OBJECTIVES: A large body of research has demonstrated that patient factors are strong predictors of recovery from surgery. Mind-body therapies are increasingly targeted at pre-operative psychological factors. The objective of this paper was to evaluate the efficacy of pre-operative mind-body based interventions on post-operative outcome measures amongst elective surgical patients. METHODS: A systematic review of the published literature was conducted using the electronic databases MEDLINE, CINAHL and PsychINFO.
INTRODUCTION: Many breast cancer patients and survivors experience pain and emotional stress related to their disease, its diagnostic procedures, or treatment. Hypnosis has long been used for the treatment of such symptoms. The aim of this review was to systematically assess the effectiveness of hypnosis in women with breast cancer, breast cancer survivors, and in women undergoing diagnostic breast biopsy.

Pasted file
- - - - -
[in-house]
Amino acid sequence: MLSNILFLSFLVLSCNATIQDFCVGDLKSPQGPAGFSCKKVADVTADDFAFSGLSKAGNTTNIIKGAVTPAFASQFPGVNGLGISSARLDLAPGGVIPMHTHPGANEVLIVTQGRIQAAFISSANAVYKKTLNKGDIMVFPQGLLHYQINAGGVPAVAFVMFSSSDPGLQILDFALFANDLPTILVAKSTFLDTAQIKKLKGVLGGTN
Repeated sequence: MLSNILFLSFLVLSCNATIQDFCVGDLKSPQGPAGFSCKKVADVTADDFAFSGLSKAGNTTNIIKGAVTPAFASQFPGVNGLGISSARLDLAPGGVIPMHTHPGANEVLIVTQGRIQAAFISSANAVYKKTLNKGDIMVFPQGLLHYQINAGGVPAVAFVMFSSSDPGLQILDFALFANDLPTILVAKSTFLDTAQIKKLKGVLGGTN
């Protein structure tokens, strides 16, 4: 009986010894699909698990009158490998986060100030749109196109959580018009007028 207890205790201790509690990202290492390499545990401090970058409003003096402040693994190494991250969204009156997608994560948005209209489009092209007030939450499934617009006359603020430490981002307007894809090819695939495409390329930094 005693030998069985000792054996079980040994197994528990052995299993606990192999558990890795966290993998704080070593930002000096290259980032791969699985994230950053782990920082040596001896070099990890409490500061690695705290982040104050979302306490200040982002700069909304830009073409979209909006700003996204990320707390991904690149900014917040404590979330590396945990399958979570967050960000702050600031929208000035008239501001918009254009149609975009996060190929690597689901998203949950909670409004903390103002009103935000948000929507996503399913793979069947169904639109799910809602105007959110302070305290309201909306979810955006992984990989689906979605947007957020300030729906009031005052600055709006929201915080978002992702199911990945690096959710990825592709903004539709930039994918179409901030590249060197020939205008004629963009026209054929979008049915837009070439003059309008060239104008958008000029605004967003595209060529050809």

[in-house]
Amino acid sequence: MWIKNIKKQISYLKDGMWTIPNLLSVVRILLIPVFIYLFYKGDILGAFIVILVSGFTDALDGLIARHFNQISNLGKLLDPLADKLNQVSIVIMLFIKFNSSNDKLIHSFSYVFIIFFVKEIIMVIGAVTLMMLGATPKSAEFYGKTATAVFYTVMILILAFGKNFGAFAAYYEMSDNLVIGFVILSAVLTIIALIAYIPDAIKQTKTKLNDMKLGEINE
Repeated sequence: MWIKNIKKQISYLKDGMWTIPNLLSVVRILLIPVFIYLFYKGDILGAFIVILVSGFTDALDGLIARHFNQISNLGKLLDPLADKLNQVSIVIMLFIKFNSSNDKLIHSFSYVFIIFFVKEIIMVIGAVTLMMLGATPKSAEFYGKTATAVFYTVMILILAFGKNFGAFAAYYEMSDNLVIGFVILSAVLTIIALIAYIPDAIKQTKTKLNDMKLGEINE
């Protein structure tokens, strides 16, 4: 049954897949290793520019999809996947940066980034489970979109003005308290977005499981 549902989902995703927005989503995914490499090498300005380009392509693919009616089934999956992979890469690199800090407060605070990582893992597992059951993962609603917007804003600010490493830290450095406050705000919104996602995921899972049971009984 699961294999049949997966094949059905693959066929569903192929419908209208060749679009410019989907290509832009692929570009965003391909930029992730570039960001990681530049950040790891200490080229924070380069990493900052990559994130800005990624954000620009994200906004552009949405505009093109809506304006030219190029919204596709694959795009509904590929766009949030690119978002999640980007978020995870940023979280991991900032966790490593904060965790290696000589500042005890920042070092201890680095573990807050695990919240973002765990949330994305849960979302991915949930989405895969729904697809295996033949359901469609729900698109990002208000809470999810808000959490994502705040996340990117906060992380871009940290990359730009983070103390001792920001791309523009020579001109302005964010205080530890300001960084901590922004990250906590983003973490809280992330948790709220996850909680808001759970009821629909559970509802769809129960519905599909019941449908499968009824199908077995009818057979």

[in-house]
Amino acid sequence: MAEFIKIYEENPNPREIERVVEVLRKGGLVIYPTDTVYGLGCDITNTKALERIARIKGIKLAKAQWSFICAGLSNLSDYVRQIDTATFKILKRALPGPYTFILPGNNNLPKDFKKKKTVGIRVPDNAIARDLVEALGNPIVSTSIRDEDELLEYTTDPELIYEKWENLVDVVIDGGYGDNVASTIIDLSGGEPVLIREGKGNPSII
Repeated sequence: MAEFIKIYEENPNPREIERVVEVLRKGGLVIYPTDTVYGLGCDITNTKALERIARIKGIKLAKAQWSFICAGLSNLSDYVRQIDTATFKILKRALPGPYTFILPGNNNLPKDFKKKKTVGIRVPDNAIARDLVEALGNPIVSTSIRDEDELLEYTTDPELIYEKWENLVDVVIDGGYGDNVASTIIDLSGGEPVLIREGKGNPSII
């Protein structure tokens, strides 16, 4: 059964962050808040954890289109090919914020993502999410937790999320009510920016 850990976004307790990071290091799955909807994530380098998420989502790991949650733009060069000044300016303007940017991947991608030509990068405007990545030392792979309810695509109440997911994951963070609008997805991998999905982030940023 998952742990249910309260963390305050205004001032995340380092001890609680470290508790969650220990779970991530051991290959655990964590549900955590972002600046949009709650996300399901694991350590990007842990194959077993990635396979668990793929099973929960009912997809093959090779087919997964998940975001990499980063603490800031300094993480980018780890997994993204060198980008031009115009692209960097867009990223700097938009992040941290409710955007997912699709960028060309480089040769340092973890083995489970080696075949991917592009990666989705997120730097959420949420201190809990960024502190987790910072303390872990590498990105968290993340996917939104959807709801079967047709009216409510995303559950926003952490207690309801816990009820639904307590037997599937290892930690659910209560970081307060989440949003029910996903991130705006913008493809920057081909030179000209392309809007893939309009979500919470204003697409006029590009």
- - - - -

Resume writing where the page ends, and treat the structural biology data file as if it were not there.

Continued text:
BACKGROUND: We hypothesize that medical centers that prioritize altruism can also deliver superior quality care. METHODS: Data were obtained from California's Office of Statewide Health Planning and Development, Medicare Hospital Compare, and the Joint Commission US Census Bureau's American Community Survey. Outcomes were measured using summary statistics, regression analysis, and quality indices. Total discounted revenue/total revenue (TDR/TR) served as a proxy for altruistic care.